Tuesday, 13 January 2015

A Typographic Crime Inspires a Treasure Hunt

Thomas Cobden-Sanderson and Emery Walker

In 1916, a 76-year-old man was often to be seen furtively going between The Dove, a pub in west London, and the turrets of Hammersmith Bridge. There was nothing remarkable about Thomas Cobden-Sanderson’s walks however, between August 1916 and January 1917 Cobden-Sanderson, a printer and bookbinder, dropped more than a tonne of metal printing type from the the bridge. He made approximately 170 trips from his place of work, a distance of about half a mile, and always in the dark. The type he consigned to the Thames, belonged to a font exclusively used by the Doves Press, a printer of fine books that Cobden-Sanderson had co-founded 16 years earlier. The type was not his to throw away and so he hid his trips from his friends, family and passers by.

What inspired this unusual crime? Cobden-Sanderson wanted to keep the type from Emery Walker, his former friend and business partner, with whom he had fallen out.  The reason behind his action was partly his passion for his craft. he did not like the thought of the type one day being used in books other than those he had so carefully printed. But it was also a loathing of the technological change that had transformed the world during his lifetime. He hated mechanical industry, and only by throwing the type  in the river, he wrote in his diary, could he  be sure it would not be used in “a press pulled otherwise than by the hand and arm of man”.

Both Cobden-Sanderson and Walker were part of the group of artists and craftsmen with links to William Morris. In 1887 it was Cobden-Sanderson who suggested a new committee be named the Arts and Crafts Exhibition Society, and as a result gave name to anew movement. The following year a lecture on fine printing by Walker Morris was inspired to found the Kelmscott Press and began a fashion for private presses that lasting through the 20th century. Walker’s knowledge of printing were fundamental to Kelmscott’s success. When Morris died, Cobden-Sanderson suggested he and Walker should set up a press of their own press. Books from the newly founded Doves Press were plain, simple, and modern for their time. Paradise Lost, issued in 1902, made their reputation yet their five-volume English Bible, is their masterpiece. The opening of Genesis (pictured, below) now ranks among the most famous pages in printing. All 500 copies were sold before completion. Today a Doves Bible can fetch more than £20,000.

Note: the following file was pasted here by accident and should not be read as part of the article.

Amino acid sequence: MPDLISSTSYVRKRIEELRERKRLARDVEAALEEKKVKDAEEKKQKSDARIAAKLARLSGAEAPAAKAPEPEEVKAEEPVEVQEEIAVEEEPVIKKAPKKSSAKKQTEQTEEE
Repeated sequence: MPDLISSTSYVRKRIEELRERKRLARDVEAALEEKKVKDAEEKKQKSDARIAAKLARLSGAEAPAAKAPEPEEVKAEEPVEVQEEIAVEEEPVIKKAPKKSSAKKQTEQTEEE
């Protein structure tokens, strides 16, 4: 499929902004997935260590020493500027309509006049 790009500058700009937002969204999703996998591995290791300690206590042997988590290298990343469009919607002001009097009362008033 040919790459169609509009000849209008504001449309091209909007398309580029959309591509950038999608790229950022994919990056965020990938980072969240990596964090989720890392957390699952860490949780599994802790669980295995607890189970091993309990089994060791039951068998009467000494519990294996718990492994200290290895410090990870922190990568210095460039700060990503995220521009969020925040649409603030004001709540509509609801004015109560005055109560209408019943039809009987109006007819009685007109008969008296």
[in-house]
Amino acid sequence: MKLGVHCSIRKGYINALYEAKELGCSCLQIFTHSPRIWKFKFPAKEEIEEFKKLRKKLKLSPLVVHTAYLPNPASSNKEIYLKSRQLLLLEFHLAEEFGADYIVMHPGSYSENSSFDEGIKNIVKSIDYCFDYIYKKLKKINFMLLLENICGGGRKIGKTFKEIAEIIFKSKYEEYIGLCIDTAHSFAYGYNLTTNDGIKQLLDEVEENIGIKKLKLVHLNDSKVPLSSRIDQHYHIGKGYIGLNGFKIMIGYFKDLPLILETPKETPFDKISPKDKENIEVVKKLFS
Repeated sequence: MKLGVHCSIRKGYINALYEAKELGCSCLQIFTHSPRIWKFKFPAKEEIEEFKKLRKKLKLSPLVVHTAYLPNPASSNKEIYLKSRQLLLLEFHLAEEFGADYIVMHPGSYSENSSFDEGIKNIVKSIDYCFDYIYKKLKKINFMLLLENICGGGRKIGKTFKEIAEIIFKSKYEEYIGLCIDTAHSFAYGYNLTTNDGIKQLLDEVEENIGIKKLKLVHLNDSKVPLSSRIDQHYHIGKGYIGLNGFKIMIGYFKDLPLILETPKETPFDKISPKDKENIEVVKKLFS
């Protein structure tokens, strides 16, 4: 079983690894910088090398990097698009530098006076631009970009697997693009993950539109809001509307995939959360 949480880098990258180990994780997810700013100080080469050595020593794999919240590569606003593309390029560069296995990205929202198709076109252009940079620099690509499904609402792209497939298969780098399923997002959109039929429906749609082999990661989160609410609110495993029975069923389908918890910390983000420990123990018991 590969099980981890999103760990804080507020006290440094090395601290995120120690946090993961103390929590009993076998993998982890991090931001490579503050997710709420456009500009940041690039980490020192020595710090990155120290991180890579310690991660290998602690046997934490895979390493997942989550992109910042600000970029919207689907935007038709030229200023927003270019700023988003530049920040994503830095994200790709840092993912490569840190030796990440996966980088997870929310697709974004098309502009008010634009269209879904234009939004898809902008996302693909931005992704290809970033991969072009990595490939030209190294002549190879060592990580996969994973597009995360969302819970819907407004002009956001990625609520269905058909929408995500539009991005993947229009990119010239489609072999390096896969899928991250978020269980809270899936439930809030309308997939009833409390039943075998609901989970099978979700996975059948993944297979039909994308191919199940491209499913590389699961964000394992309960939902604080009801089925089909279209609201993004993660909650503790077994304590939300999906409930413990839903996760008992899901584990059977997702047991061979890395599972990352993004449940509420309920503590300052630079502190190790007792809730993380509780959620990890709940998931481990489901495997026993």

For three years Robert Green has been crafting a digital reproduction of the famous face—the first fully usable Doves font since the original metal pieces sank to the bottom of the Thames. The new version of Doves can be seen at Typespec.co.uk

Over the years, intrepid fans have occasionally tried to recover pieces of the type from the river, but no one has ever found any, so while redrawing the contemporary version of Doves, Robert Green borrowed Doves books as a reference. His painstaking process was similar to the technique Cobden-Sanderson and Walker used to create the Doves type, itself. Doves owes most to the style of Nicholas Jenson, a Venetian printer from the 15th century. Robert Green has added to the original font which had only approximately 100 characters. Today his digital version has 350.

However the latest news is that in collaboration with the salvage team from the Port of London Authority, Robert Green recovered a small quantity of the lost metal type ‘dedicated & consecrated’ by T. J. Cobden-Sanderson, founder of the DOVES PRESS, from the riverbed around Hammersmith Bridge and the digital version is now being updated to conform to the detail of the Actual metal type

Why not explore some of the Doves Press books in the Emery Walker Library in the Virtual Library?

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